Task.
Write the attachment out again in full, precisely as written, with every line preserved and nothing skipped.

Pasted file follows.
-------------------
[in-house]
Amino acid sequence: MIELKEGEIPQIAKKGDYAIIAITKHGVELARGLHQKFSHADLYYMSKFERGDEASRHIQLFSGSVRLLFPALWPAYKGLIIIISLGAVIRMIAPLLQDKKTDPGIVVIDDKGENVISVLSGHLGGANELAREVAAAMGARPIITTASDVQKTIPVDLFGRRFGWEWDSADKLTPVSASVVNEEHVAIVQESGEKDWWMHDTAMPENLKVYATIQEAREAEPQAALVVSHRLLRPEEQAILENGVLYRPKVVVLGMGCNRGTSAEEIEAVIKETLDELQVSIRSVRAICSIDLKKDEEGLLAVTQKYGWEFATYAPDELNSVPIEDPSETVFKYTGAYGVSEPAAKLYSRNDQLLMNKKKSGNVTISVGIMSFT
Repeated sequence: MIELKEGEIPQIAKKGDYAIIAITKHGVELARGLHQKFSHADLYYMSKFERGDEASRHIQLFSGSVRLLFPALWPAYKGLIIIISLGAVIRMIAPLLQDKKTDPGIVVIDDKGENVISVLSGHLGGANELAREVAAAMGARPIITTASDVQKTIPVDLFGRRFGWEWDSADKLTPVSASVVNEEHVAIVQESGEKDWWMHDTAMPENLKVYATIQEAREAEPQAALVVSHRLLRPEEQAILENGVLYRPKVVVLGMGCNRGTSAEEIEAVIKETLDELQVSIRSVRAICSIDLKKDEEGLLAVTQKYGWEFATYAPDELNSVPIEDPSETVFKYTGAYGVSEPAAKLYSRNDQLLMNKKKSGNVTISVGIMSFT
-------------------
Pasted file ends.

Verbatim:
[in-house]
Amino acid sequence: MIELKEGEIPQIAKKGDYAIIAITKHGVELARGLHQKFSHADLYYMSKFERGDEASRHIQLFSGSVRLLFPALWPAYKGLIIIISLGAVIRMIAPLLQDKKTDPGIVVIDDKGENVISVLSGHLGGANELAREVAAAMGARPIITTASDVQKTIPVDLFGRRFGWEWDSADKLTPVSASVVNEEHVAIVQESGEKDWWMHDTAMPENLKVYATIQEAREAEPQAALVVSHRLLRPEEQAILENGVLYRPKVVVLGMGCNRGTSAEEIEAVIKETLDELQVSIRSVRAICSIDLKKDEEGLLAVTQKYGWEFATYAPDELNSVPIEDPSETVFKYTGAYGVSEPAAKLYSRNDQLLMNKKKSGNVTISVGIMSFT
Repeated sequence: MIELKEGEIPQIAKKGDYAIIAITKHGVELARGLHQKFSHADLYYMSKFERGDEASRHIQLFSGSVRLLFPALWPAYKGLIIIISLGAVIRMIAPLLQDKKTDPGIVVIDDKGENVISVLSGHLGGANELAREVAAAMGARPIITTASDVQKTIPVDLFGRRFGWEWDSADKLTPVSASVVNEEHVAIVQESGEKDWWMHDTAMPENLKVYATIQEAREAEPQAALVVSHRLLRPEEQAILENGVLYRPKVVVLGMGCNRGTSAEEIEAVIKETLDELQVSIRSVRAICSIDLKKDEEGLLAVTQKYGWEFATYAPDELNSVPIEDPSETVFKYTGAYGVSEPAAKLYSRNDQLLMNKKKSGNVTISVGIMSFT